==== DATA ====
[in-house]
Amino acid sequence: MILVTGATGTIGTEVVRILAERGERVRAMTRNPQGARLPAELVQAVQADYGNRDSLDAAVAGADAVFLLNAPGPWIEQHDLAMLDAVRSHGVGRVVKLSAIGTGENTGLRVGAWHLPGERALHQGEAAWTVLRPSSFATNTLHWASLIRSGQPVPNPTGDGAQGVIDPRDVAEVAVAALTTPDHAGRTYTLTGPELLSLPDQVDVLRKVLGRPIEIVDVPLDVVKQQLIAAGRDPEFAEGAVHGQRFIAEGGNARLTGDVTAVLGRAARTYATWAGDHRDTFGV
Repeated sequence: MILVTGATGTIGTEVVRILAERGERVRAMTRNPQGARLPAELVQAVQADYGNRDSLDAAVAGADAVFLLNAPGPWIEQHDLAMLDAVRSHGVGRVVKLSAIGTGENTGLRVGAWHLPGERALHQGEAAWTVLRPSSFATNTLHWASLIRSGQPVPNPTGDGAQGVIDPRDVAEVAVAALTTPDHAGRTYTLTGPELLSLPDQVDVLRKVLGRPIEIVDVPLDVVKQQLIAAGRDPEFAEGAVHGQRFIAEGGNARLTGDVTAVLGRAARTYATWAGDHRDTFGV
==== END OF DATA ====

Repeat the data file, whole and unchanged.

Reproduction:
[in-house]
Amino acid sequence: MILVTGATGTIGTEVVRILAERGERVRAMTRNPQGARLPAELVQAVQADYGNRDSLDAAVAGADAVFLLNAPGPWIEQHDLAMLDAVRSHGVGRVVKLSAIGTGENTGLRVGAWHLPGERALHQGEAAWTVLRPSSFATNTLHWASLIRSGQPVPNPTGDGAQGVIDPRDVAEVAVAALTTPDHAGRTYTLTGPELLSLPDQVDVLRKVLGRPIEIVDVPLDVVKQQLIAAGRDPEFAEGAVHGQRFIAEGGNARLTGDVTAVLGRAARTYATWAGDHRDTFGV
Repeated sequence: MILVTGATGTIGTEVVRILAERGERVRAMTRNPQGARLPAELVQAVQADYGNRDSLDAAVAGADAVFLLNAPGPWIEQHDLAMLDAVRSHGVGRVVKLSAIGTGENTGLRVGAWHLPGERALHQGEAAWTVLRPSSFATNTLHWASLIRSGQPVPNPTGDGAQGVIDPRDVAEVAVAALTTPDHAGRTYTLTGPELLSLPDQVDVLRKVLGRPIEIVDVPLDVVKQQLIAAGRDPEFAEGAVHGQRFIAEGGNARLTGDVTAVLGRAARTYATWAGDHRDTFGV